DOMESTIC

The Register of Beneficial Owners goes live

The website of the Central Register of Beneficial Ownership was launched and began accepting details of Beneficial Owners. The deadline for filing details is 29 November 2019. Alternatively, if a company was incorporated after 22 June 2019, the deadline for filing is five months form the date of incorporation.

Feedback Statement on CP128 – Consultation on the Central Bank of Ireland’s Anti-Money Laundering and Countering the Financing of Terrorism Guidelines for the Financial Sector

The CBI has finalised its Guidelines on Anti-Money Laundering and Countering the Financing of Terrorism for the Financial Sector. A summary of the key issues and common themes identified by the CBI were published in a feedback paper, which includes amendments to clear up potential ambiguities in the text of the Guidelines. Respondents were broadly supportive of the removal of prescriptive/definitive examples of documentation from the Guidelines in favour of a risk-based approach to fulfilling obligations and ensuring that controls, policies and procedures are fit for purpose.

Diversity and Inclusion: why it matters for the Central Bank

Vasileios Madouros, Director of Financial Stability, CBI delivered a speech at the National Diversity & Inclusion Conference on why diversity is important to the Bank and why the fostering an environment where the impact of "difference" is not just understood but should be celebrated and captured. He states the potential benefits of diversity are:

  • diverse organisations are better equipped to tackle complex problems
  • a diverse Central Bank is more likely to be effective if it represents the people that it serves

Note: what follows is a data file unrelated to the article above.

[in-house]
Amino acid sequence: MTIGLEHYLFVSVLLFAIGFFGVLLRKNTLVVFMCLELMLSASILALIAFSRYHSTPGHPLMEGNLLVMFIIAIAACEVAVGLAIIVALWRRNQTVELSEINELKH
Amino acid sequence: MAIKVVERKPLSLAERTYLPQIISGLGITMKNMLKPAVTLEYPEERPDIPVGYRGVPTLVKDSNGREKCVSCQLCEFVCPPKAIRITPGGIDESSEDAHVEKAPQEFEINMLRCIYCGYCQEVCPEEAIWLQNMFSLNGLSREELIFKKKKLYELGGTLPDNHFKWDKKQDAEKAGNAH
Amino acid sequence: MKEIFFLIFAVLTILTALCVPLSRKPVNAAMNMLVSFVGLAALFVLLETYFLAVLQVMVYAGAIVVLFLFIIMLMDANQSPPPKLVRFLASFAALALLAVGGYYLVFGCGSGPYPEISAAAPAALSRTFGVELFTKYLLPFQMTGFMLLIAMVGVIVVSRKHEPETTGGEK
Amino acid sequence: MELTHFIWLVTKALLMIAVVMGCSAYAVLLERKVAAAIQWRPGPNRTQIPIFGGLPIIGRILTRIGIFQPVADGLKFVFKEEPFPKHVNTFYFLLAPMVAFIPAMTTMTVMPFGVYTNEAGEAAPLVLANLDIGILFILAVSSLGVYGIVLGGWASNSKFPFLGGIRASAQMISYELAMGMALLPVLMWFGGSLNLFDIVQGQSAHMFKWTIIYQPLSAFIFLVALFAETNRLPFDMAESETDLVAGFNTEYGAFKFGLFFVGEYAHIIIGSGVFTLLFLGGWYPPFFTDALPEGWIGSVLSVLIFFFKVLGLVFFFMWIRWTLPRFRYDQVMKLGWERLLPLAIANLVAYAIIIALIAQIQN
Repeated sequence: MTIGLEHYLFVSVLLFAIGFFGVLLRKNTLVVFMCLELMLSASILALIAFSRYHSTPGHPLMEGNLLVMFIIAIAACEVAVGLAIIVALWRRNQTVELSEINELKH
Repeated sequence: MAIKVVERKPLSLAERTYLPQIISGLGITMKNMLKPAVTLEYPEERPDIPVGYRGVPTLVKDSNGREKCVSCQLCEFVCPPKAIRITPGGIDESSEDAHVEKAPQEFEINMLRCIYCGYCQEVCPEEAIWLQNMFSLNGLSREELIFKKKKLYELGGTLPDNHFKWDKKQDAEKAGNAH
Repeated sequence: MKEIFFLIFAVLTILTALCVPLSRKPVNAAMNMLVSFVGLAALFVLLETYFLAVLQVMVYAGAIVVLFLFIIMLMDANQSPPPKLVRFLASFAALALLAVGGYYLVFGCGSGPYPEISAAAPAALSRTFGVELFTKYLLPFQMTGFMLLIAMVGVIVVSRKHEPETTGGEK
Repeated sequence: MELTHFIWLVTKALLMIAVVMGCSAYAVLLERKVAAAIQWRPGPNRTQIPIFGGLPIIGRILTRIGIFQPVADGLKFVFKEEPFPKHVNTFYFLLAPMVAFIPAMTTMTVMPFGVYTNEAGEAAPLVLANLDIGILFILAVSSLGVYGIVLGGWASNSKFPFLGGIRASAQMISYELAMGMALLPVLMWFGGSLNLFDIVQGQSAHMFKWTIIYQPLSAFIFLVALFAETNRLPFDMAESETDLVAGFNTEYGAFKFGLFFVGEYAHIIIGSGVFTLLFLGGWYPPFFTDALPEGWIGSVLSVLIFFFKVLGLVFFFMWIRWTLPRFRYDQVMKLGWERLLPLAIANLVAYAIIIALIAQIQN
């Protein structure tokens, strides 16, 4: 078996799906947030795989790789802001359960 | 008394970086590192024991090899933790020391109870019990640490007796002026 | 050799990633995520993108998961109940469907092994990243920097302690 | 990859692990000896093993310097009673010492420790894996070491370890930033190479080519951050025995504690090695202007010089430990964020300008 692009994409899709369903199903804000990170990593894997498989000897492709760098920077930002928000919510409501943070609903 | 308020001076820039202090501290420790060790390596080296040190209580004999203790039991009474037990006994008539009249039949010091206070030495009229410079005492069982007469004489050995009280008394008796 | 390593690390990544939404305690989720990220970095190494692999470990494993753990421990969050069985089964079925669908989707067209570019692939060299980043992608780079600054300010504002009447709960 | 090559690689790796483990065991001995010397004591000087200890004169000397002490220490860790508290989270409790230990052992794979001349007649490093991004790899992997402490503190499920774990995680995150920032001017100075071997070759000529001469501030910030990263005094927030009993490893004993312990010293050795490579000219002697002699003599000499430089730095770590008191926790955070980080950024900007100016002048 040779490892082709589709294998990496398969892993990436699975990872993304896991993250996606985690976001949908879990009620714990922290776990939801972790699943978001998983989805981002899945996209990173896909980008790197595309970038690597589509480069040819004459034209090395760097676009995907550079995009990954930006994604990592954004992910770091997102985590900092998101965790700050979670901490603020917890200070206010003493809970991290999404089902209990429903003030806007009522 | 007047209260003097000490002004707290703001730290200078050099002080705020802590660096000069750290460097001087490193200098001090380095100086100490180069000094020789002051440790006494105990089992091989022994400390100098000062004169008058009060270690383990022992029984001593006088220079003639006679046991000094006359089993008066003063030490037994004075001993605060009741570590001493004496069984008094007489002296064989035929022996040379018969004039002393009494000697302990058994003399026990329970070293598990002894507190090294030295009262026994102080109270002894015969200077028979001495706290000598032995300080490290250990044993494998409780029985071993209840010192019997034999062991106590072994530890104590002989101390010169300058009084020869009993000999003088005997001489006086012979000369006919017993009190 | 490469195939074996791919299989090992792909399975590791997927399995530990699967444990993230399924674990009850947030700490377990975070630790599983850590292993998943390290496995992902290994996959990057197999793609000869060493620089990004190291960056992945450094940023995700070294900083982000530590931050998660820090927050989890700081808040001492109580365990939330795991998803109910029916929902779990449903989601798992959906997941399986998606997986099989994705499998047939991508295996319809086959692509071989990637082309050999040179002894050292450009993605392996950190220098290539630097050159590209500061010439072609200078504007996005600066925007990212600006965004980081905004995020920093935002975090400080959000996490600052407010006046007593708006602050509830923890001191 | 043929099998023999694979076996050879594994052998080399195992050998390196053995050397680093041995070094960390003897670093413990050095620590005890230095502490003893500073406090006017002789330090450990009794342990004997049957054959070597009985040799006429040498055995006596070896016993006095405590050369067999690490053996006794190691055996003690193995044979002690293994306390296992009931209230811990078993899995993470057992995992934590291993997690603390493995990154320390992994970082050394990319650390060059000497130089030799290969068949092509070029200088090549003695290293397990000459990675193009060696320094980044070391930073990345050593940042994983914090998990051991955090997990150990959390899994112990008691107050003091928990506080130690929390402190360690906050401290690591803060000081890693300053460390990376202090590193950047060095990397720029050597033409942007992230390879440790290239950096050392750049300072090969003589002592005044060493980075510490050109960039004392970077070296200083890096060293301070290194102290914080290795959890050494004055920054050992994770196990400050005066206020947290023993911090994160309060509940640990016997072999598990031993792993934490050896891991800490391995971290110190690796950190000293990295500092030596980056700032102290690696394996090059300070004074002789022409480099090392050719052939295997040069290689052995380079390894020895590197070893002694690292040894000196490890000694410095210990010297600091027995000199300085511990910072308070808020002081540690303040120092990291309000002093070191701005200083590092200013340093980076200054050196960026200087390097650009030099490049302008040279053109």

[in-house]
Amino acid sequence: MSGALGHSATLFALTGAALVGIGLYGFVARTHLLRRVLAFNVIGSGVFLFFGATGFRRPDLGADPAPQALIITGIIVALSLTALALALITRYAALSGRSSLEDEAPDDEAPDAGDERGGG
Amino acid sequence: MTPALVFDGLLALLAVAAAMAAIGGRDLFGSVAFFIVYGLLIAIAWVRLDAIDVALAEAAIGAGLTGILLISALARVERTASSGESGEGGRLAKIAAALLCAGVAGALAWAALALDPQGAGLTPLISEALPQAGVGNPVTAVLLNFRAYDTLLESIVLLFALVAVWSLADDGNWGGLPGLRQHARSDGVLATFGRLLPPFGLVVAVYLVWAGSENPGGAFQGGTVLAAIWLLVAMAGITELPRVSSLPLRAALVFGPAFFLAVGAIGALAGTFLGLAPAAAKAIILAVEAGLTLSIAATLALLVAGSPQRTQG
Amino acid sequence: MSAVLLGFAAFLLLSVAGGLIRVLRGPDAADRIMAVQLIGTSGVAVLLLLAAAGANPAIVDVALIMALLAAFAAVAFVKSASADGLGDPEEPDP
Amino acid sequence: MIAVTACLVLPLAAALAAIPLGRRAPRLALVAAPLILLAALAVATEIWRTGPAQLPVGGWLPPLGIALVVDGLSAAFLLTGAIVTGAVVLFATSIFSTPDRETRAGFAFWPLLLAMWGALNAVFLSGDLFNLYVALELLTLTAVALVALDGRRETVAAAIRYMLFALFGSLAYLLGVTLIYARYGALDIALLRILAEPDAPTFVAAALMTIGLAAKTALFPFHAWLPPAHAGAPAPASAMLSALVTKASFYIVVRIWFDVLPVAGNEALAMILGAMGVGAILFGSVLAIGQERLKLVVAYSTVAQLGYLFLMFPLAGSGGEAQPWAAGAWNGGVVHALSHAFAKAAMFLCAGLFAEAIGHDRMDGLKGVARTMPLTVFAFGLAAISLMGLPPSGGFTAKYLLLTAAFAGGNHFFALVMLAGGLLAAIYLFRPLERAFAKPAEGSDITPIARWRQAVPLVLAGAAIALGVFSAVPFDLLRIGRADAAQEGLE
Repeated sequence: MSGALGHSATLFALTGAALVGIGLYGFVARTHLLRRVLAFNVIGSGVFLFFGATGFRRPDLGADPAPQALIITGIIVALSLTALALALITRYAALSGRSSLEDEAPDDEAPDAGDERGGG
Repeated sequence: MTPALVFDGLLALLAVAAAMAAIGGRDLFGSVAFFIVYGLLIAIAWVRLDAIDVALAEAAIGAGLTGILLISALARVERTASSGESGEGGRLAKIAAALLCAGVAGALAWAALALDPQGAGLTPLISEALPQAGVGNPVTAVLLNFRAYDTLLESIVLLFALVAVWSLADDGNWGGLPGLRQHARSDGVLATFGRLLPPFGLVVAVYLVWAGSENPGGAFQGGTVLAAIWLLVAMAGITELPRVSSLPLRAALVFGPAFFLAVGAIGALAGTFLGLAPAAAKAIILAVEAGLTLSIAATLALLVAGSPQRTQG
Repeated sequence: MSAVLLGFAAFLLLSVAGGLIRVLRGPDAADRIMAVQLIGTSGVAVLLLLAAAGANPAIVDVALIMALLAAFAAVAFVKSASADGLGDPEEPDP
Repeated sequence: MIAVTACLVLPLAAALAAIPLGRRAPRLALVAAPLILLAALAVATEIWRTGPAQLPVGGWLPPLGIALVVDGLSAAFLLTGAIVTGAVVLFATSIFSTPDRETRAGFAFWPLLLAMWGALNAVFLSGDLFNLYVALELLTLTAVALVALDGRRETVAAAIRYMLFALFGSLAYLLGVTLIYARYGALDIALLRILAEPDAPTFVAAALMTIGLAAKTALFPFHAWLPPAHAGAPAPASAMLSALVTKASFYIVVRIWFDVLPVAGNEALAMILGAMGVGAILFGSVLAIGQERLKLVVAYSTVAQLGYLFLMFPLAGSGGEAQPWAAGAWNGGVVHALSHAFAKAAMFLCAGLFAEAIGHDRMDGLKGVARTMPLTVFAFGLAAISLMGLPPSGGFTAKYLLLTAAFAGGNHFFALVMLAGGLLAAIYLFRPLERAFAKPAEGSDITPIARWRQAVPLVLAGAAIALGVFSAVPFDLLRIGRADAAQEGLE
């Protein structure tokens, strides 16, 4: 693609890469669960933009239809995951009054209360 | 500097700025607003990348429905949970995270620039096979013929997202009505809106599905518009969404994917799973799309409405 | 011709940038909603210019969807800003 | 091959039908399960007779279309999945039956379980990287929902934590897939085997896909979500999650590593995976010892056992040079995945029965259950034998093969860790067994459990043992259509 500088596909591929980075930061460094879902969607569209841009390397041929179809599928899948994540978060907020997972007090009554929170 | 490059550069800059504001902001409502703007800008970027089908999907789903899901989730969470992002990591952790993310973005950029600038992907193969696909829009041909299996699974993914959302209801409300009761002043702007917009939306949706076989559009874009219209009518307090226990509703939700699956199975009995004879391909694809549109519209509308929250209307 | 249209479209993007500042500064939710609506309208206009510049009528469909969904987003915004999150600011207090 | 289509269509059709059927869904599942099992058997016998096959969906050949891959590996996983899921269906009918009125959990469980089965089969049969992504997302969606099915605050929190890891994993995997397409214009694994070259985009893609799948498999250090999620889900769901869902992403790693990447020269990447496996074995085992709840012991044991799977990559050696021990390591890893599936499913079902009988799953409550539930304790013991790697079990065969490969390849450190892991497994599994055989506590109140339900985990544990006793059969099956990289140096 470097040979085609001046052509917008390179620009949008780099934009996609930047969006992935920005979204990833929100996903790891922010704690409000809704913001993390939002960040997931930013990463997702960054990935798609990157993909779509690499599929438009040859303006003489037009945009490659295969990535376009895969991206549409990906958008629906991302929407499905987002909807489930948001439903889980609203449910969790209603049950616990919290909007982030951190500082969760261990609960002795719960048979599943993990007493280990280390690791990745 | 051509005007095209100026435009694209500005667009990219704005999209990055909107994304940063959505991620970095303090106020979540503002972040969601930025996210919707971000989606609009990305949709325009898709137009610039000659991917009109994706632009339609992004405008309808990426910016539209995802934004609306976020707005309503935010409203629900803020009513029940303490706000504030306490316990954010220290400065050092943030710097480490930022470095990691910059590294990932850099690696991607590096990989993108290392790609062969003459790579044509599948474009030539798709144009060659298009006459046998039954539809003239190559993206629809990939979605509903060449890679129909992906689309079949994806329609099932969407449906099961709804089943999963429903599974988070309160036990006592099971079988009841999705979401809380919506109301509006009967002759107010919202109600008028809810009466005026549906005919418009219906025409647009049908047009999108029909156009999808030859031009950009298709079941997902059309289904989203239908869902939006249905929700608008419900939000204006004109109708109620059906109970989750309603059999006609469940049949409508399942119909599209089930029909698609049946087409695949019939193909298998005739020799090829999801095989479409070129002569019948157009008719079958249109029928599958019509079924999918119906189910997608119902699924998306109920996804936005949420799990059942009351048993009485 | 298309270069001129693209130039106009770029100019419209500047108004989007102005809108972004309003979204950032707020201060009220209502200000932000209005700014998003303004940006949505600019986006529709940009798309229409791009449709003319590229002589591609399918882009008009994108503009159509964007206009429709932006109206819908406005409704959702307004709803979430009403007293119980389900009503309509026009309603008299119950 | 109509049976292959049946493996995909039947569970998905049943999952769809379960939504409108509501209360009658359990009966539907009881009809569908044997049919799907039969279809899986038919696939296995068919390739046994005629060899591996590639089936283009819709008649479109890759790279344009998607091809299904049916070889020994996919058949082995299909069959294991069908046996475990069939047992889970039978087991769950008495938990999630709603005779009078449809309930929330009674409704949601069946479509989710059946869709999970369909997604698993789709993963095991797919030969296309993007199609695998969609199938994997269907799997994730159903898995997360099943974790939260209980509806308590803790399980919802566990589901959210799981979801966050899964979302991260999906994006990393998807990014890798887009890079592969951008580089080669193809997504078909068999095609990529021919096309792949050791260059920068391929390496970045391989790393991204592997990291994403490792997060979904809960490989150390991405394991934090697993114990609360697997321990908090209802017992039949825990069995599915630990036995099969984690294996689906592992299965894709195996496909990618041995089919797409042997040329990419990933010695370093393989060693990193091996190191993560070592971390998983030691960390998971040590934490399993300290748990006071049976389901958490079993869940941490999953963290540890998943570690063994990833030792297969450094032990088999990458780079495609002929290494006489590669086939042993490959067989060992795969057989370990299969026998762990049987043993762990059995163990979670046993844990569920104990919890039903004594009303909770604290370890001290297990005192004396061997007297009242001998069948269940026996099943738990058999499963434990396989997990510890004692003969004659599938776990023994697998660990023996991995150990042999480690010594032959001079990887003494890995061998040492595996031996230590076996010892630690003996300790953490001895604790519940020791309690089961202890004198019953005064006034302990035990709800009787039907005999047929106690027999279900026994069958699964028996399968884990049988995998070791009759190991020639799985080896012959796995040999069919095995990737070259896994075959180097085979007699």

• representing those that it serve also increases the likelihood that the Bank will be trusted by the public
  • to ensure that the financial system operates in the best interests of society, financial services firms need to be able to draw from a range of perspectives, competencies, insights and experiences

Ireland remains vulnerable to a negative global shock - Deputy Governor Sharon Donnery

In a speech at the Dublin Economics Workshop in Wexford on 26 September 2019, Sharon Donnery, Deputy Governor of the Central Bank of Ireland, said that while the Irish economy greatly benefits from being one of the most open in the world for trade and finance, this comes with vulnerabilities beyond our control. Referring to CBI research, the Deputy Governor noted that compared to the UK, US and euro area, Ireland is the most affected by, or the most elastic to, a negative global shock. Factors point to the economy, the public finances, businesses and households being more exposed to macroeconomic risk than larger economies. The CBI is continuing to put in place measures to build the resilience of households and banks to such shocks. A legislative provision will be introduced giving the CBI power to introduce a systemic risk buffer for banks to help countercyclical structural shocks to the economy.

CBI: What does good regulation look like?

In remarks to the SuperReturn CFO/COO Regulation and Compliance Summit on 18 September 2019, Colm Kincaid, Director of Securities and Markets Supervision of the CBI outlined the five principles of good regulation:

  • a high level of protection for investors and market participants
  • transparency as to the features of products and their market price
  • a well governed market
  • a trusted market, by both those using the market to raise funds and those seeking to invest
  • a resilient enough market to continue to operate its core functions in stressed conditions and to innovate appropriately as markets evolve

The CBI publish the Regulatory Service Standards Performance Report